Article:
Open Data and Projections

13 Jan

I am not a geographer, nor am I a math wiz. So for me, projections have been a constant source of pain and suffering. I have opened my mouth and said that WGS84 should be the default for all GIS data. It didn’t go over well – mostly because I think the old school GIS folks have just always done things a certain way and will not stop. Apparently, I am not the only person that hates projections. Calvin Metcalf hates projections too. In the real world, we are the minority and are stuck dealing with them. So in this article I will show you how the ESRI REST API makes it much simpler.

The Open Data

I will start by connection to some Albuquerque Open Data. In this example, I will query the Parks REST service. First, open the link for the parks service and notice that the spatial reference is 102100  (3857). This is WGS 1984 Web Mercator. If you query where 1=1, you can see coordinates like [-1.1855471312199999E7, 4173947.5449]. I want to use WGS84 (4326) so I need coordinates like [35.10418, -106.62987]. We could use a library like Proj4js to convert, but the API already has the functionality we need built right in. On the query form, add 4326 to the output spatial reference field and now you (-1.xx , 417.xxx) becomes [-106.xxx, 35.xxx]. This is what we need.

When you query, you may also want to pass in coordinates from a different spatial reference. You can do this by changing the input spatial reference to 4326. The server will handle the conversion and return the correct feature for you.

An Example

I will start by creating a simple Leaflet.js map that returns coordinates in 4326 on a map click.

<html>
<head><title>Projections</title>
<link rel=”stylesheet” href=”http://cdn.leafletjs.com/leaflet-0.7.2/leaflet.css&#8221; />
<style>
html, body, #map {
padding: 0;
margin: 0;
height: 100%;}

</style>
</head>
<body>
<script src=”http://cdn.leafletjs.com/leaflet-0.7.2/leaflet.js”></script&gt;
<div id=”map”></div>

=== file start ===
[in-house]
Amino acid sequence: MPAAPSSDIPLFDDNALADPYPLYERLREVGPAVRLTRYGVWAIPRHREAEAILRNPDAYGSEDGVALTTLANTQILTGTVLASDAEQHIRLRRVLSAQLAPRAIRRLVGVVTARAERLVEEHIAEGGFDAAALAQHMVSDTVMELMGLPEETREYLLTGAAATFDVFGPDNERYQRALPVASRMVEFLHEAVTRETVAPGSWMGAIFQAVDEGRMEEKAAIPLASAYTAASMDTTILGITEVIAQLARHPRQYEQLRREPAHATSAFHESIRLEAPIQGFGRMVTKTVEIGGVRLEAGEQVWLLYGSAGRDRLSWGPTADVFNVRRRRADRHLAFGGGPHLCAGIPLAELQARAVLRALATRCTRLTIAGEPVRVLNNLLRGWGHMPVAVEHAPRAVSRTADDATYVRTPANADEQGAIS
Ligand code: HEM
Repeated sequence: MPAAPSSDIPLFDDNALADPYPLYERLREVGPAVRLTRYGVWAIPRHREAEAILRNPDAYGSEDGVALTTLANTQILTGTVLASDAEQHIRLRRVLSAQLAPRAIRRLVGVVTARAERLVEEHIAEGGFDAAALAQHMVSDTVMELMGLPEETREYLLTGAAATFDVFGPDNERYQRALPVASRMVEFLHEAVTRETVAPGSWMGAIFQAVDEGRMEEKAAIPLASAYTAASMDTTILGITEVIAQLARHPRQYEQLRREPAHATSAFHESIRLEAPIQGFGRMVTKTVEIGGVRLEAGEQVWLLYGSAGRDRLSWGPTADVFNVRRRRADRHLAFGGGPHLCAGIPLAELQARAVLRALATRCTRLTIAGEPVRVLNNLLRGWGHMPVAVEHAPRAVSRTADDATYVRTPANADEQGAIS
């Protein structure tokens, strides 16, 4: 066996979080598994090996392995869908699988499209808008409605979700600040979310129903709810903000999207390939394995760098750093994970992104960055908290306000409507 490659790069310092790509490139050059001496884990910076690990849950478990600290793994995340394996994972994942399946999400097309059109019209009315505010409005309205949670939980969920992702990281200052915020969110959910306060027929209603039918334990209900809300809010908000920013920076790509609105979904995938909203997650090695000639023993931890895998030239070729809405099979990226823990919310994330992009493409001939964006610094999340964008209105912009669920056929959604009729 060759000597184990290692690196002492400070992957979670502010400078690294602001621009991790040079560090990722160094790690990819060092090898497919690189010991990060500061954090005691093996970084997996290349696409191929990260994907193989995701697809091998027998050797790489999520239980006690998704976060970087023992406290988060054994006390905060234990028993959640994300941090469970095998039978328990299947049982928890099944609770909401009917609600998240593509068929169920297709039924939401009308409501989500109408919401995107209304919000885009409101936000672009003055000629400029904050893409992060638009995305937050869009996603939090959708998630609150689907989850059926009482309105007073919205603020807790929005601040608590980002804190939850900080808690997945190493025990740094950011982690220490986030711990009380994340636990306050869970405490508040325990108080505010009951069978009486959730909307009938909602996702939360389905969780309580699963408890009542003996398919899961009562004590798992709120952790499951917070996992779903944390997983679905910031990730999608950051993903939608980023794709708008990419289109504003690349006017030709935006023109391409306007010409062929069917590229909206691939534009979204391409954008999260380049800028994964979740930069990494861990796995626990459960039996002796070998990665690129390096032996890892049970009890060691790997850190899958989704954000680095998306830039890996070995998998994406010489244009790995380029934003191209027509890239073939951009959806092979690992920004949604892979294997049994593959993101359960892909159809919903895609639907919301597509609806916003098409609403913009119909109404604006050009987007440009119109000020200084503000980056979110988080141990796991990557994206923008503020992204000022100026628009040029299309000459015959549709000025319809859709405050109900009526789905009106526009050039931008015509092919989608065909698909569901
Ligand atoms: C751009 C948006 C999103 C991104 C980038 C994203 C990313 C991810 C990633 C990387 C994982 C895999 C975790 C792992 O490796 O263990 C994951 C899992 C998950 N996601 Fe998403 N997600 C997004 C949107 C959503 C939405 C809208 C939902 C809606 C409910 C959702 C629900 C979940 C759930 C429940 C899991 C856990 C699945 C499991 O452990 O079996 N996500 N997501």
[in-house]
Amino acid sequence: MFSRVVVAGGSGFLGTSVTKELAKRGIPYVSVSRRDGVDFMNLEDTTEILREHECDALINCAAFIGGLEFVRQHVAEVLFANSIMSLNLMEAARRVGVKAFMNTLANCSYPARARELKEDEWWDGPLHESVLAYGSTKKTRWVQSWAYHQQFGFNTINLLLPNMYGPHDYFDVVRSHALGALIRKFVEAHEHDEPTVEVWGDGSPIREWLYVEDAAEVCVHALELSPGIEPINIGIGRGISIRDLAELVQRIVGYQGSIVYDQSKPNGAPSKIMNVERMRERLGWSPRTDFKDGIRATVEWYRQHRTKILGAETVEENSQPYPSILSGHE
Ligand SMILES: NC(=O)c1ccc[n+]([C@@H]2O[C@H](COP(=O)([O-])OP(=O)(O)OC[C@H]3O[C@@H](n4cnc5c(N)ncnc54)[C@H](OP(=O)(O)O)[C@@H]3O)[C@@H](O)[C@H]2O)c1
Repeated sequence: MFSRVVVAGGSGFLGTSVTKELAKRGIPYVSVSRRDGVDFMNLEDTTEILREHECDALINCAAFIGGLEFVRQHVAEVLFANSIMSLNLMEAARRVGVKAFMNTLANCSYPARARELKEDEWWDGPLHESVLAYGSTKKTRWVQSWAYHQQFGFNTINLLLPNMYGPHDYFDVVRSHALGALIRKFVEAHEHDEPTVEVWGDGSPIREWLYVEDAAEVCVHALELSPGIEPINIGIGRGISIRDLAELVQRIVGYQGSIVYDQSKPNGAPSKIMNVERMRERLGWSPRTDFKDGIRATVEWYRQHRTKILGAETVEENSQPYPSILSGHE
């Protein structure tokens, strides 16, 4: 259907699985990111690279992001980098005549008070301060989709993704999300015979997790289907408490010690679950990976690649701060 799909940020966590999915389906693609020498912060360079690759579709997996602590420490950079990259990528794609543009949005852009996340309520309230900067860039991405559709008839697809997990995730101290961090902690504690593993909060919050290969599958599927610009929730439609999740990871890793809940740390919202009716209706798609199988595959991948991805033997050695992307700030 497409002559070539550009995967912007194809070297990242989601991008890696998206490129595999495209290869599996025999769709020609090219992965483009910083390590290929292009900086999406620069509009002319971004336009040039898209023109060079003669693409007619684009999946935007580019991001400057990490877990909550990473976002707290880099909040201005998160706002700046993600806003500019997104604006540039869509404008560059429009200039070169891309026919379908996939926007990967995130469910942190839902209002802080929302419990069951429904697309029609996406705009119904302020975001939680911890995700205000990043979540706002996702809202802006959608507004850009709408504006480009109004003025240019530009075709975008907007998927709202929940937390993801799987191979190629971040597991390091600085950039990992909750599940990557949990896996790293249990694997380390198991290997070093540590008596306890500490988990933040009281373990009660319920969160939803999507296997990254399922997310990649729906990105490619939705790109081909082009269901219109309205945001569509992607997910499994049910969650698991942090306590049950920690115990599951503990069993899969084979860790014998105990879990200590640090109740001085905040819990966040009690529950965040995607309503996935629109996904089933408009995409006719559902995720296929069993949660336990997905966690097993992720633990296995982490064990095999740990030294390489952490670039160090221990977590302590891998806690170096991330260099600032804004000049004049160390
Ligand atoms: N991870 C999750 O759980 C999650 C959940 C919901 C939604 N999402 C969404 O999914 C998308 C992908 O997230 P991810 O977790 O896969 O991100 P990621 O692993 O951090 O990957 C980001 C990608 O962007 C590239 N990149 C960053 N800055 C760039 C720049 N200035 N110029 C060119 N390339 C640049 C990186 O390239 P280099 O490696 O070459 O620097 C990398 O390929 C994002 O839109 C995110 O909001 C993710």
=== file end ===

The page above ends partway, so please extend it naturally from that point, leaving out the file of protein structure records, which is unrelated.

<script>
var map = L.map(‘map’,
{center: [35.10418, -106.62987],
zoom:15 });
L.tileLayer(‘http://{s}.tile.osm.org/{z}/{x}/{y}.png’).addTo(map);
map.on(“click”,function(e){
alert(e.latlng);
});
</script>
</body>
</html>

To make a query, we need to replace the alert() function. I will use an AJAX query to the Parks REST endpoint.

First, we need to capture the (lat,lng) in a format we can use. You could split the e.latlng string but that is too much trouble. I will create a marker when the user clicks. I will not add the marker to the map, but rather, I will convert it to GeoJSON. Then I will create a parameter string from several other strings.

var marker=L.marker(e.latlng);
coords=marker.toGeoJSON();
q1=”inSR=4326&outSR=4326&f=json&geometryType=esriGeometryPoint&geometry=”;
q2=String(coords.geometry.coordinates[0]);
q3=”,”;
q4=String(coords.geometry.coordinates[1]);
var params=q1.concat(q2,q3,q4);

In the above code, I grabbed the click e.latlng and passed it to create a marker. The coords variable holds a GeoJSON representation of the marker.

The variable q1 holds my parameters:

  1. inSR = 4326 – this is the projection I want to use
  2. outSR = 4326 – I want the server to give me back the same, not 3857
  3. f=json – I want json, not the HTML
  4. geometryType = esriGeometryPoint – I am taking a point and want the polygon (park) it is in

The last parameter is the geometry.  I specified a point so the server expects two coordinates. I use coords.geometry.coordinates[0] and coords.geometry.coordinates[1] – These are the values for longitude and latitude from the GeoJSON representation of the marker.

Now, I will make the AJAX call and close the map.on function.

var params=q1.concat(q2,q3,q4);
var url = “http://coagisweb.cabq.gov/arcgis/rest/services/public/recreation/MapServer/0/query?&#8221;;
http=new XMLHttpRequest();
http.open(“POST”, url, true);
http.setRequestHeader(“Content-type”, “application/x-www-form-urlencoded”);
http.onreadystatechange = function() {
if(http.readyState == 4 && http.status == 200) {
theGeom= JSON.parse(http.responseText);
console.log(theGeom.features[0].attributes.PARKNAME);
console.log(JSON.stringify(theGeom.features[0].geometry.rings));
}
}
http.send(params);
}); // close map.on

Now you should have a map that waits for a click, then queries the REST endpoint passing a point in 4326 and gets back a park name with coordinates in 4326.

I zoomed in to Robinson Park.

I zoomed in to Robinson Park.

Clicking Robinson Park gave me the screenshot below.

Robinson Park with Rings

Robinson Park with Rings

You do not have to be an expert on projections, just use the tools provided and pass what you want to input and what you want sent back to you as parameters in your queries.

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One Response to “Open Data and Projections”

  1. ~Felicia~ January 18, 2015 at 2:11 am #

    I want to learn to do all this! ~~~F

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